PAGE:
Throwing out components of the CPI because they are affected by “one-time factors” can easily turn into a more sophisticated version of cherry-picking. There are times when we need to do this — a tax change might blow up a particular CPI component, and so we want to abstract away from that change. However, one can argue that some of the inflation complacency after the pandemic was the result of too aggressive waving away of “distortions.” (I had sympathies with Team Transitory, but I was not exactly happy with that tendency.)
To move beyond cherry-picking, one needs to be disciplined and attempt to model the (major) components of the price index. (I am writing primers and not selling forecasts, so I do not attempt to do this. Such sub-component models are always somewhat sketchy and need continuous maintenance.) In the United States, you need to at least go after energy, housing, major “administered” prices like medical expenses and education, and then goods and services — each of which might be broken down (e.g., breaking out autos). To the extent that something like the output gap shows up in the model, it might feed into the non-administered prices that are not driven by global energy prices.
Doing this would have led to much better analytical outcomes after the initial pandemic wonkiness subsided. When looking at U.S. CPI, the main source of big forecast misses after the initial price surge was housing, with its high index weight. If you got housing right, you probably would not have missed the overall ex-energy index by much. And if you got the housing forecast wrong — you know the major contributor to your blown forecast. (I never had too much confidence in predicting the housing component of CPI, historically it was too non-volatile to fit dynamics to it.)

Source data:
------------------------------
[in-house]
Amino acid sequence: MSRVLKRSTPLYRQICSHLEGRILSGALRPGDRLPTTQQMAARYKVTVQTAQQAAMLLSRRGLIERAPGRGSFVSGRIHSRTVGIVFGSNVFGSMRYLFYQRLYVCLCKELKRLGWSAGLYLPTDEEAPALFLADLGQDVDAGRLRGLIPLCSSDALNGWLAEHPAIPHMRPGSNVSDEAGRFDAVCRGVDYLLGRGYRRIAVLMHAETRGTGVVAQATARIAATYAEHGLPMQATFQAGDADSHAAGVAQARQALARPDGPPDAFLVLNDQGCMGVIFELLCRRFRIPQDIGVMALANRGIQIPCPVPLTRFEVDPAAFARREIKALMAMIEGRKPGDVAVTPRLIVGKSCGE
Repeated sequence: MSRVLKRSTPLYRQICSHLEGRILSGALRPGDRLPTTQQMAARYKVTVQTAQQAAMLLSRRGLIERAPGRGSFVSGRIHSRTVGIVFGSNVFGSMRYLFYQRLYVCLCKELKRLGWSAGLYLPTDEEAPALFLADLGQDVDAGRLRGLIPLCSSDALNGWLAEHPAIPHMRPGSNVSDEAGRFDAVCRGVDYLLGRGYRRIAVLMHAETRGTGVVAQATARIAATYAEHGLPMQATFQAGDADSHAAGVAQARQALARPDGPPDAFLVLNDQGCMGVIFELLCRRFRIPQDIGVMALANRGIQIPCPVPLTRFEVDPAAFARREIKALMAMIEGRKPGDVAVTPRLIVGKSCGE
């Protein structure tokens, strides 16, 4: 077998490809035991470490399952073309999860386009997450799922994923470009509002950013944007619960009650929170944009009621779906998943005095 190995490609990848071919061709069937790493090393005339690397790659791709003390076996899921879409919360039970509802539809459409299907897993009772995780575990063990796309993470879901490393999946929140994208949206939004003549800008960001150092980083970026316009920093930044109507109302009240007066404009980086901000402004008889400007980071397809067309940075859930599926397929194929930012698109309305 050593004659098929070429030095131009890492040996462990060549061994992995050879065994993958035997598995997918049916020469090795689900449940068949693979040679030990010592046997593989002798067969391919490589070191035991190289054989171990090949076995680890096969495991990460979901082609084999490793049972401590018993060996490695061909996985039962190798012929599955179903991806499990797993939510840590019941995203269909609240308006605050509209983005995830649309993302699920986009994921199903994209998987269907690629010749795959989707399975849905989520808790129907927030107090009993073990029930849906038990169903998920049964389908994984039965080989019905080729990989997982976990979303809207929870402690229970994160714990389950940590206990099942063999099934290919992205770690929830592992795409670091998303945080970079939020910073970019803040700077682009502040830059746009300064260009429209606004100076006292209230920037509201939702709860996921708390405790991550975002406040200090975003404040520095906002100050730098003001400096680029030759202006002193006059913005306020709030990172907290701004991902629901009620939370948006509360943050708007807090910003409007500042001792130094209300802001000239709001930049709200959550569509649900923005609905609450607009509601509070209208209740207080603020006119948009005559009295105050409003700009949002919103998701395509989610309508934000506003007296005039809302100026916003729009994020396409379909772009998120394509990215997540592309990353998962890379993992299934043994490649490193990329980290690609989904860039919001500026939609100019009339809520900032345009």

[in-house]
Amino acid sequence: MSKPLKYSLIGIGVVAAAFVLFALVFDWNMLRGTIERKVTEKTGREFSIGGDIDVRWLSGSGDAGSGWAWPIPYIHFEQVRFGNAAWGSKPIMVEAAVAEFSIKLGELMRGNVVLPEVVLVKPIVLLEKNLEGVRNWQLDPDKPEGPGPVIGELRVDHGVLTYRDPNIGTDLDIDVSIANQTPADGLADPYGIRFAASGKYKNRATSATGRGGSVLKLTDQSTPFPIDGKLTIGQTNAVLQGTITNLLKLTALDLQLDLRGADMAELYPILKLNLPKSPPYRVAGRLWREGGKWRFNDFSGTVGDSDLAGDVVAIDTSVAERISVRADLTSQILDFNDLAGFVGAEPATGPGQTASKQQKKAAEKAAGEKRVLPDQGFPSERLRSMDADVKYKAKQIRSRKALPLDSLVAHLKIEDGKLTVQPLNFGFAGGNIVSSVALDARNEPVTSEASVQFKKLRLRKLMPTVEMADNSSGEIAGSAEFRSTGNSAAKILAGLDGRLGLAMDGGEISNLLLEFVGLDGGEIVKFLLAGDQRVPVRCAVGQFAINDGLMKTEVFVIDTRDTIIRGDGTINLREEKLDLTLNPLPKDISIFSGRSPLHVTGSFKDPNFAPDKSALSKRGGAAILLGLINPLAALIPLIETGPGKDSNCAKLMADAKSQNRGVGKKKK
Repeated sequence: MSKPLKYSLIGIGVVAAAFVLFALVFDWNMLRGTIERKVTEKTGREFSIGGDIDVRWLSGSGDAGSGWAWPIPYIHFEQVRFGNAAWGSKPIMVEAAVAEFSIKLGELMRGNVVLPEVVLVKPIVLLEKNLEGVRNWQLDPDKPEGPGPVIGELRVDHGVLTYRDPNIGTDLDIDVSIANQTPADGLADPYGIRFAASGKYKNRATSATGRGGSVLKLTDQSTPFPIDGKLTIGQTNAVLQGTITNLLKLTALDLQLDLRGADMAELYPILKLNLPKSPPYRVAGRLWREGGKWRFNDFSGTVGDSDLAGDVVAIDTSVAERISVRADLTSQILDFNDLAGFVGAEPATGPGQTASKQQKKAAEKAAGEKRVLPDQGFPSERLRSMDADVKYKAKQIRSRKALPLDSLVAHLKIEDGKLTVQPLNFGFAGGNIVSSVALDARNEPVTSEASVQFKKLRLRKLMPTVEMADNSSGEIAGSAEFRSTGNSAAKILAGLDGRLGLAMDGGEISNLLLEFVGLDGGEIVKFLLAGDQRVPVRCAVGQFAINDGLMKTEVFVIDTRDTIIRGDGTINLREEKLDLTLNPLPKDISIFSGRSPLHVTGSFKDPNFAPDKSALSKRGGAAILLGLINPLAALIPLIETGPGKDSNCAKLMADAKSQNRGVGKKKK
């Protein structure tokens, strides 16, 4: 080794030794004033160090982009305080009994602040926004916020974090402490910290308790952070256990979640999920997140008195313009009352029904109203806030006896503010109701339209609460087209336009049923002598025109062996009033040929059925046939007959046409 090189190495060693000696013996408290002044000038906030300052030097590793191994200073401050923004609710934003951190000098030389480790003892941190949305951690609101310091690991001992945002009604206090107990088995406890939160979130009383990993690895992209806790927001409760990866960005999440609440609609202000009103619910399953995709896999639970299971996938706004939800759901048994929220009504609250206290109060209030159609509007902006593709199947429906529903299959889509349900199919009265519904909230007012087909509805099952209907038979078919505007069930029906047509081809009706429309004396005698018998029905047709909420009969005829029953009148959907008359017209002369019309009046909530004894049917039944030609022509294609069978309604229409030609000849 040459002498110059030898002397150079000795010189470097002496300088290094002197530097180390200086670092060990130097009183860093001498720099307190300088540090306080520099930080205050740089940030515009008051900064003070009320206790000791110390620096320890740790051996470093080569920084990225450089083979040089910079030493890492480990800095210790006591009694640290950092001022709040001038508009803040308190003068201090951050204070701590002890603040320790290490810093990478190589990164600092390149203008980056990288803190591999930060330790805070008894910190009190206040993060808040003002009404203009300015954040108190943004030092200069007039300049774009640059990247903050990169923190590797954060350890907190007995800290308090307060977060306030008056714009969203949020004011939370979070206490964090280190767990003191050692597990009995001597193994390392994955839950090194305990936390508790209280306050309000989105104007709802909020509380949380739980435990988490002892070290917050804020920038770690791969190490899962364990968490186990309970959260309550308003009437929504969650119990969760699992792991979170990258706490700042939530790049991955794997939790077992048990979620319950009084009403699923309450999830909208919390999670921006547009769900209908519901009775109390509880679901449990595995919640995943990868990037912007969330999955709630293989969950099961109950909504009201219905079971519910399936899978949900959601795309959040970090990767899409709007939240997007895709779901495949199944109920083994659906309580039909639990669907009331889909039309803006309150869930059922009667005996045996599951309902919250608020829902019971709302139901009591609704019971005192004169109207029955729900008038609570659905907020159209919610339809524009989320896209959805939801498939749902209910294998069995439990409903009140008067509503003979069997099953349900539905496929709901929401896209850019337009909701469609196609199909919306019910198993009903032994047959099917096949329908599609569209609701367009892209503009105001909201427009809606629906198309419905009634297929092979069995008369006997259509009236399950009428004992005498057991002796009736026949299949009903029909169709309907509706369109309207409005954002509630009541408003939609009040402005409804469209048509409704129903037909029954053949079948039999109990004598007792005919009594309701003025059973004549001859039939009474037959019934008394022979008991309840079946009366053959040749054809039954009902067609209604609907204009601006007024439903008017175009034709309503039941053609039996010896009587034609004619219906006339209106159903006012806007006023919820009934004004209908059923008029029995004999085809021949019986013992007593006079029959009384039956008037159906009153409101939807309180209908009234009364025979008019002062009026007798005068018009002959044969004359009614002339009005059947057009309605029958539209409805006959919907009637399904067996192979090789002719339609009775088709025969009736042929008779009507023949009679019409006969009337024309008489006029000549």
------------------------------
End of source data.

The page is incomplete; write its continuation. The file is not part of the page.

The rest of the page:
Nevertheless, I have serious doubts that models would have weathered the initial pandemic disruption period well. For example, it would have been very unlikely that a model built before 2020 would have captured the surge in used car prices (above). Although having a sub-standard used car price model would not normally be that disastrous, when a component has a 40% inflation rate, it is going to make a decent contribution to overall CPI. The realistic attitude was that any model output should have had very large error bars put around it in that era, given the unusual disruptions to activity. Models would have to patched in reaction to the disruptions as best possible.
Component-based inflation models are generally going to be aimed at relatively short horizons. Once we are at a 2-year horizon (for example), we are probably going to have to assume that short-term effects will wash out, and then we can use a more generalised model — such as one using the output gap. Central banks have done similar exercises in the post-1990s inflation-targeting era, and results were generally reasonable.
However, we have discovered that this success was largely a function of fairly stable core inflation, and most non-energy components of CPI had relatively moderate price swings (when compared to earlier eras, or after 2020). Even if highly aggregated approaches are still the best way forward for such horizons (I do not have a strong argument against that assertion), if pricing is highly disrupted, we do not have a great feel for what the “current” situation is. Meanwhile, the construction method for housing embeds a long lag, so it will have an effect on a 2-year horizon if the component is moving.
The best way to be mis-informed about inflation is to read market or popular economic commentary, given the amount of cherry-picking that is on display. At the minimum, you need to get your hand on as many price charts as possible so that you have a better idea of the overall picture, and not the subset of charts someone with an analytical agenda is pushing on you.
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(c) Brian Romanchuk 2023